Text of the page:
• Delivering its Wellbeing@Lion program to leaders across the business. This is designed to help Lion’s leaders understand the wellbeing strategy and allow them to support and improve the wellbeing of their team members.
• Rolling out standardised safety and wellbeing plans across all sites to establish a consistent approach to safety and the ability to identify opportunities for improvement.
• Implementing a group-wide ‘permit to work’ system for high-risk activities.
• ‘Quality safety conversations’ between leaders and team members to provide feedback on positive safety behaviours and find opportunities for improvement. Developing an online Safety and Wellbeing module for  both existing employees and new starters.
 
The people processes
 
 
Lion’s people processes help the company grow people’s careers, ensuring they are happy in their work and that they make a difference to customers, consumers and the community. The people processes bring the 10 Behaviours That Add Value to life and foster a culture of continuous development, where feedback is timely and actionable, and there is a focus on behaviours as well as technical competencies. They include:
• Achievement Planning – providing employees with meaningful goals and objectives that connect individual roles to the overall business vision and strategy.
• Development Reviews – a self-assessment process encouraging people to reflect on their behaviours and career goals, receive feedback and create a development plan that will support their goals. These plans also allow the business to identify the leaders of the future.
• Achievement and Bonus Reviews – these assess and recognise achievements and behaviours over the past 12 months and are measured against the goals and objectives agreed in the Development Reviews.
• One on Ones – a crucial part of the development process that allows regular benchmarking against set goals and ongoing coaching.
• The Remuneration Review – is conducted by the People and Culture team annually and reviews salaries and packages in the marketplace to make sure Lion is paying its people competitively.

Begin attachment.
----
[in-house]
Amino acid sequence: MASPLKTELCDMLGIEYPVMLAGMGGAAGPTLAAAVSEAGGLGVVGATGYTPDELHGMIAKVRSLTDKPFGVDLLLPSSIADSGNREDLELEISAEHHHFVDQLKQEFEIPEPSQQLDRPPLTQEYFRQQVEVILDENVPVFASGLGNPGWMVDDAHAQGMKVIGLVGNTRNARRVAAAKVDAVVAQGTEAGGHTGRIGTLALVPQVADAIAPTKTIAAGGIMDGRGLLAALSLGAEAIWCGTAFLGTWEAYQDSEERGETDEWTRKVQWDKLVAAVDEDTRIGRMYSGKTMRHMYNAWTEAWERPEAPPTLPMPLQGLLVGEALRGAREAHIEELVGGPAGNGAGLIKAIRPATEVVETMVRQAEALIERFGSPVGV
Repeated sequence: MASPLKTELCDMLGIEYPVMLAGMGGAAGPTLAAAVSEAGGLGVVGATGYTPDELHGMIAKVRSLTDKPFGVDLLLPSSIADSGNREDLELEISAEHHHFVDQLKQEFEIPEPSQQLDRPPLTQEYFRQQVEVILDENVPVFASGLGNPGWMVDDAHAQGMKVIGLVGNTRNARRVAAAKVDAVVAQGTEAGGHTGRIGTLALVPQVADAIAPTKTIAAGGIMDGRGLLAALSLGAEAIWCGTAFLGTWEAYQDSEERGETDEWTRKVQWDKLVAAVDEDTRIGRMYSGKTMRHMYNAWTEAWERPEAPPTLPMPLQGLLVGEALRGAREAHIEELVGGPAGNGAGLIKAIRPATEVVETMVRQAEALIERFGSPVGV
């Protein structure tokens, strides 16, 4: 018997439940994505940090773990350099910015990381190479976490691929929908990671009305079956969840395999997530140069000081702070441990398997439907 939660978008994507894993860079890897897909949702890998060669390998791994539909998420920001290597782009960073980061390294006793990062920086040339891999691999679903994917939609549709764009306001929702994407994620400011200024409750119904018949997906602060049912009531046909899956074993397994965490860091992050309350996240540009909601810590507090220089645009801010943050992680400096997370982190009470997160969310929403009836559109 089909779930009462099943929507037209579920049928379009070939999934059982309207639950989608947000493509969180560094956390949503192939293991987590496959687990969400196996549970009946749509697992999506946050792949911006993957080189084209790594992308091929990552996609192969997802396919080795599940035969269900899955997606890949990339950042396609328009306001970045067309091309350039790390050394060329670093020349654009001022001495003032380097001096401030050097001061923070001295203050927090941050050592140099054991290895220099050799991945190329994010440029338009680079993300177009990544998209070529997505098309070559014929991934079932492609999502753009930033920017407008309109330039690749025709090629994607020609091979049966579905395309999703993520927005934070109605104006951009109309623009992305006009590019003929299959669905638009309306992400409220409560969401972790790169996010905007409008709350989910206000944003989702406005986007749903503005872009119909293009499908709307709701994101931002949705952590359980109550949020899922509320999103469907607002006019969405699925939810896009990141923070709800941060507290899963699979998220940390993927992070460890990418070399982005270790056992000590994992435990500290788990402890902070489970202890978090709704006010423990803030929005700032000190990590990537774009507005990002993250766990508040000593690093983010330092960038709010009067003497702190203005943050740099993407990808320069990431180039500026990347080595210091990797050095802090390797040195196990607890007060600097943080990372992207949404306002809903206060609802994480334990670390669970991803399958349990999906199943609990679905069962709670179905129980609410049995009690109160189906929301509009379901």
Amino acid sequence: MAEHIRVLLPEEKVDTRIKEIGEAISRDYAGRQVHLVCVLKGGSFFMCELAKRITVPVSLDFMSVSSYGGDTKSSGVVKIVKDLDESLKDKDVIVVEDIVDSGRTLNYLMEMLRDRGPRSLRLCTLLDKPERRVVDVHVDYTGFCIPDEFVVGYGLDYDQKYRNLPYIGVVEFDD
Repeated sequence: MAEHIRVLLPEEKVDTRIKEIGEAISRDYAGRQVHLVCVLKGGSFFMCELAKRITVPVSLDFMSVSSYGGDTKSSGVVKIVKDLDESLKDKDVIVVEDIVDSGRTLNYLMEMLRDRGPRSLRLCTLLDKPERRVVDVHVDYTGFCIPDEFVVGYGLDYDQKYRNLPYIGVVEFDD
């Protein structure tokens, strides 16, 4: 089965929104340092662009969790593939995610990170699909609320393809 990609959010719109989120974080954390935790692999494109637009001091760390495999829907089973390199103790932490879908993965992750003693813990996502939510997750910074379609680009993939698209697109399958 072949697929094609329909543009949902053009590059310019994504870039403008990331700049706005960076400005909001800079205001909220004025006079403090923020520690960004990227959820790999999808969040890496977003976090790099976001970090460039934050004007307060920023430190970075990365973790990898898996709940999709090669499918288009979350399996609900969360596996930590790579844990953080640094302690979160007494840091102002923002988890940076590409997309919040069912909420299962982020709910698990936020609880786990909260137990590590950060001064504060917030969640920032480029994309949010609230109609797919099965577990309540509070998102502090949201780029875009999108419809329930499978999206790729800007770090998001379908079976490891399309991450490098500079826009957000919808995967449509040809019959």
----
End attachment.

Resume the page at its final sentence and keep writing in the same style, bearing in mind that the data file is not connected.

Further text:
Doing business the right way
 
Lion’s focus on doing business the right way extends outside its interactions with its people and out into the wider community. Lion understands that businesses exist and grow only with the permission of the communities in which they operate, and for Lion to maintain its licence to operate the organisation must act responsibly and sustainably.
 
Doing business the right way spans the way Lion governs the business and manages risks, to how products are manufactured in a safe and sustainable way, innovation to encourage responsible and sociable consumption, the way products are taken to market, Lion’s approach and commitment to self-regulation and investments in the community.
 
 
Lion is also working hard to improve energy and water efficiency and reduce its carbon footprint at sites across the Tasman. Lion continues to work collaboratively with industry partners in Australia and New Zealand on initiatives to increase recycling and reduce litter. To ensure Lion is continuing to live up to community expectations, the Lion Corporate Reputation Study is conducted every two years to assess the reputation and trust Lion has built in the community. It asks Lion’s varied group of stakeholders (including consumers, suppliers, customers, distributors, farmers, government, media, NGOs, marketing and sponsorship industry groups) what they think of Lion as an organisation, as well as their opinions on broader issues of shared interest. These views and levels of engagement are then incorporated into Lion’s ‘Balanced Business Strategy’ – which means there is a direct link between how stakeholders view the business, and their expectations of Lion, and how our Lion’s leaders manage the business and allocate resources.
 

Conclusion

Lion’s commitment to its people has enabled the organisation to position itself as a leader in the food and beverage industry. By focusing on strengthening relationships both internally within the organisation and externally within the communities in which it operates, Lion’s positive culture has enabled the organisation to remain a strong and sustainable business. By investing in the development, leadership and engagement of their staff through a variety of strategies, Lion’s employees regularly demonstrate constructive behaviours. The achievement culture that has been fostered throughout the organisation helps build strong stakeholder relationships ensuring the success of the company as a whole.
(Page 5 of 5)